Wolf shooter turns down deal

Rathdrum man opts for jury trial

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COEUR d'ALENE - The man who shot a wolf on Rathdrum Mountain turned down a plea deal offered by Kootenai County prosecutors that would have had him pay a $200 fine in exchange for a guilty plea.

He has opted instead for a jury trial.

"I said, 'Nope,'" Forrest Mize said shortly after his arraignment Tuesday morning. Prosecutor Barry McHugh confirmed the offer was made.

Mize is representing himself on the misdemeanor charge of possessing a wolf without a tag. He doesn't plan to hire an attorney at this stage.

"It's going to be really hard to find a jury in North Idaho that finds me guilty for shooting a wolf to save my stinking dogs," he said.

Mize, 53, shot the wolf Dec. 30 while he was out hiking in some fresh snow with his three dogs, all Labs, named Maggie, Jenny and Katie.

He was carrying a gun - a Kimber .22-caliber Hornet - with him for protection when he spotted the wolf, which he said looked like it was about to pounce on his pets. The dogs were 100 yards in front of him.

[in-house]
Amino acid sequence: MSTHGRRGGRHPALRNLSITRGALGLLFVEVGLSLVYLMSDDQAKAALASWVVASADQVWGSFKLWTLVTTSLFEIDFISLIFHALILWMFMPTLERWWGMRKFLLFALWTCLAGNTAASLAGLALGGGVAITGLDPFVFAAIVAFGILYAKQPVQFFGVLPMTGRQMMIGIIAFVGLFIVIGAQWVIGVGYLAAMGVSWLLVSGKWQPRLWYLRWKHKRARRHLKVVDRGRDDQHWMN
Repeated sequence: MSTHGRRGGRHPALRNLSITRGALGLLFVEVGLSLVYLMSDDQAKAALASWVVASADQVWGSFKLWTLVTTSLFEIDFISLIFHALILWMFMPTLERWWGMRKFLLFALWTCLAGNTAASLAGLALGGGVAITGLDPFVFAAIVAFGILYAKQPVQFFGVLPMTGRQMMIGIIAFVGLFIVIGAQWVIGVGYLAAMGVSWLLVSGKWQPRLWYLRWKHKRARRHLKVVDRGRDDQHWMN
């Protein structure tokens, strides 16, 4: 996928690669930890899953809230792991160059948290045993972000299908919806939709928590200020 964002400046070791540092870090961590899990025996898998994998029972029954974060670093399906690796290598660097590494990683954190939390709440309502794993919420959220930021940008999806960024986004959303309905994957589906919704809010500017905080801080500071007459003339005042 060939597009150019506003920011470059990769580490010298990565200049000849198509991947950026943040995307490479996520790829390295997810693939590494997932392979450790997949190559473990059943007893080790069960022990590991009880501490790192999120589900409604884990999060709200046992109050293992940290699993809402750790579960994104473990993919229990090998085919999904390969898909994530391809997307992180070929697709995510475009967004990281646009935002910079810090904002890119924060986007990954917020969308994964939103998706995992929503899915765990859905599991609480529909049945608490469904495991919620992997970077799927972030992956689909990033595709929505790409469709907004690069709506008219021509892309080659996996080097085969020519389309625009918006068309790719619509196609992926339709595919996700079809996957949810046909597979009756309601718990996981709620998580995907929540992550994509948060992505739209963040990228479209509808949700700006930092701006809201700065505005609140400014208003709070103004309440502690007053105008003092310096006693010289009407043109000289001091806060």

When he shot the wolf in the side through its heart, his three dogs were all close enough to be visible within the picture of his gun's scope, he said.

He bought a wolf hunting tag later that day for $11.50 at a Rathdrum pharmacy. He is not a trophy hunter, he said, but wanted to keep the pelt.

According to Mize, two Idaho Department of Fish and Game officers showed up at his house a week after the shooting.

The officers, he said, were suspicious that he had purchased a wolf tag for 2014 on the next to the last day of the year, leaving him only one day to get a wolf.

At that point, he said, he admitted to having shot the wolf before buying the tag.

"I did the right thing, I just did it in the wrong order," he said. "I'm not going to buy a tag (in advance), because I don't hunt for wolves."

He didn't know there was a wolf near his home on the mountain.

Additionally, he said, he figured the officers would have some "understanding" for his perceived need to shoot the wolf in defense of his dogs.

Fish and Game declined a records request from The Press for any incident report that might have been created detailing the agency's investigation findings.

Fish and Game confiscated the wolf's pelt, which was already at a taxidermist, after finding Mize had killed the animal prior to purchasing a tag.

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